great results indeed! pushing negatives by a few steps is very recommended :) gives them a bit of the x-pro look.

    over 3 years ago · report as spam
  8. lalalalalalala

    lalalalalalala

    Oh, this is too cool! It's too bad my camera's just a regular point-and-shoot. I shall try this out one day, though!
    over 3 years ago · report as spam
  9. queloyo

    queloyo

    @iaki then its going to be a little expensive for me :)
    over 3 years ago · report as spam
  10. isoterica

    isoterica

    So here is my question, what kind of photo lab are you using when you get your film developed and tell them its pushed? Are you going to the drug store developer or do you have to take the film somewhere special? I have specified no color correction but have not yet had a push situation or even xpro.

    over 3 years ago · report as spam
  11. iaki

    iaki

    @isoterica in my country there is not drug store for develop, only special photo lab. Anyway, only some photolabs push the film. But you can ask to photolab.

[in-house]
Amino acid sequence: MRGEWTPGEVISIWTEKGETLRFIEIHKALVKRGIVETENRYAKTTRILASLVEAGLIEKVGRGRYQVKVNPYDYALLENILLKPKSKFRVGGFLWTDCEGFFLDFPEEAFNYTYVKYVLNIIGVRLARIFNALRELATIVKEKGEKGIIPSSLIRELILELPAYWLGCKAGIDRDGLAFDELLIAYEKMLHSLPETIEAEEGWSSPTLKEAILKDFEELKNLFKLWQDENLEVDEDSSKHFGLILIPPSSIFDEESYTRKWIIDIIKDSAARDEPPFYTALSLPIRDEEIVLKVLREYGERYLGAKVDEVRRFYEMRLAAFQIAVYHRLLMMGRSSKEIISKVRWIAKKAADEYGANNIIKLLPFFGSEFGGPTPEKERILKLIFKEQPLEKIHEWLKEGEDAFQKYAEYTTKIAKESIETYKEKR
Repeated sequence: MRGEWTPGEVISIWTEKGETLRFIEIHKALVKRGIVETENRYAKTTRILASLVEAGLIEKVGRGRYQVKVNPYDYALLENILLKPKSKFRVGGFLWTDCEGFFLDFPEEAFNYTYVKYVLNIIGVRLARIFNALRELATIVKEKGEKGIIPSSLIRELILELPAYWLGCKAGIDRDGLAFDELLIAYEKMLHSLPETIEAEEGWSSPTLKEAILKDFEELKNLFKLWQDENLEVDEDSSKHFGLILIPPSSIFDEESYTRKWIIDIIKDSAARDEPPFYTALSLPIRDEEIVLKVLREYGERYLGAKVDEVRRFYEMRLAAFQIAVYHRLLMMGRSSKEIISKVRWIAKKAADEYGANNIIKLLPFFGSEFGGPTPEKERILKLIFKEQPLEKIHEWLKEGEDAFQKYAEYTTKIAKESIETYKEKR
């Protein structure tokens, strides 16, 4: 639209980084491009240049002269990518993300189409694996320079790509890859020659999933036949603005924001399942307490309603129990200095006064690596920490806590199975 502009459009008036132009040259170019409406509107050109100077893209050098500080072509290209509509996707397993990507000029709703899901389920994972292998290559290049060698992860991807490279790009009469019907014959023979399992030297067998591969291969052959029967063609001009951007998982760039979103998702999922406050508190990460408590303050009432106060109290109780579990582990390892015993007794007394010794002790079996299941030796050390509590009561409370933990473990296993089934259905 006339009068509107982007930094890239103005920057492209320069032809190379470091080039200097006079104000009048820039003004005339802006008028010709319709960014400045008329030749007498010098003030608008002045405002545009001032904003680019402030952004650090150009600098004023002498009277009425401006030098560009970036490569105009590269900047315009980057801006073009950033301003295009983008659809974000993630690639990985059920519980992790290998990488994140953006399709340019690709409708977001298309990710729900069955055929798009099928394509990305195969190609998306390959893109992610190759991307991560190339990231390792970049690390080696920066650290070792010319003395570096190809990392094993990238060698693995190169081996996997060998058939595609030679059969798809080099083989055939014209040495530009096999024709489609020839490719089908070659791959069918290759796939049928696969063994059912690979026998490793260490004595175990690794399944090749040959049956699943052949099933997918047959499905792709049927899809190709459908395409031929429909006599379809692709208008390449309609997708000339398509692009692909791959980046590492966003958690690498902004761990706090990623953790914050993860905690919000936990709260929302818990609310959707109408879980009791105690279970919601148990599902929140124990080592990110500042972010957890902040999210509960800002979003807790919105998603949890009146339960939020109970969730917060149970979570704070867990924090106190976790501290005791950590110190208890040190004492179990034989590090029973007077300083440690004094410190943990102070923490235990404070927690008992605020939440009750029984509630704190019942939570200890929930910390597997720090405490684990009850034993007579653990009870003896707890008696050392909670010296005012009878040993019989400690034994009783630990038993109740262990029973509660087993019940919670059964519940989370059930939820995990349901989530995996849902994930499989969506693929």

Sometimes I cover the film with black tape (holga tape) and I write with white pencil the asa and I say "This is a charge, please develop with this asa" :P

    over 3 years ago · report as spam
  12. biq

    biq

    sorry guys, but what does pushing mean?
    over 3 years ago · report as spam
  13. nock

    nock

    i thought that pushing the films regards to F-stops! At least that is what i've learned in film school :/ not really about ISO... since 1 or 2 stops in diference might give you the contrats and even depth of field you're so fond off...

    over 3 years ago · report as spam
  14. the_detourist

    the_detourist

    guys, to boil it down:

    youre underexposing film (shooting a 100 speed film, but telling your camera it is 800 speed, thus using faster shutter speeds), so the "information" captured if processed normally would be very dark/dim/nonexistant.

    now when you "push" youre asking the lab to increase development time, e.g. allow the chemicals more time to develop the little information you have captured into the film, so you will end up bringing the film back up to an eye pleasing result, but since you did not capture much "information" with underexposing the film, you really are only getting the lights and darks, not much middle detail... thus your final developed negative has very high contrast.

    i hope that made sense!

    drugstores generally wont/cant do this because C-41 is a standard time process and to push your film theyd have to run it seperately with seperate settings ( telling the machine to allow it to linger longer in the chemistry)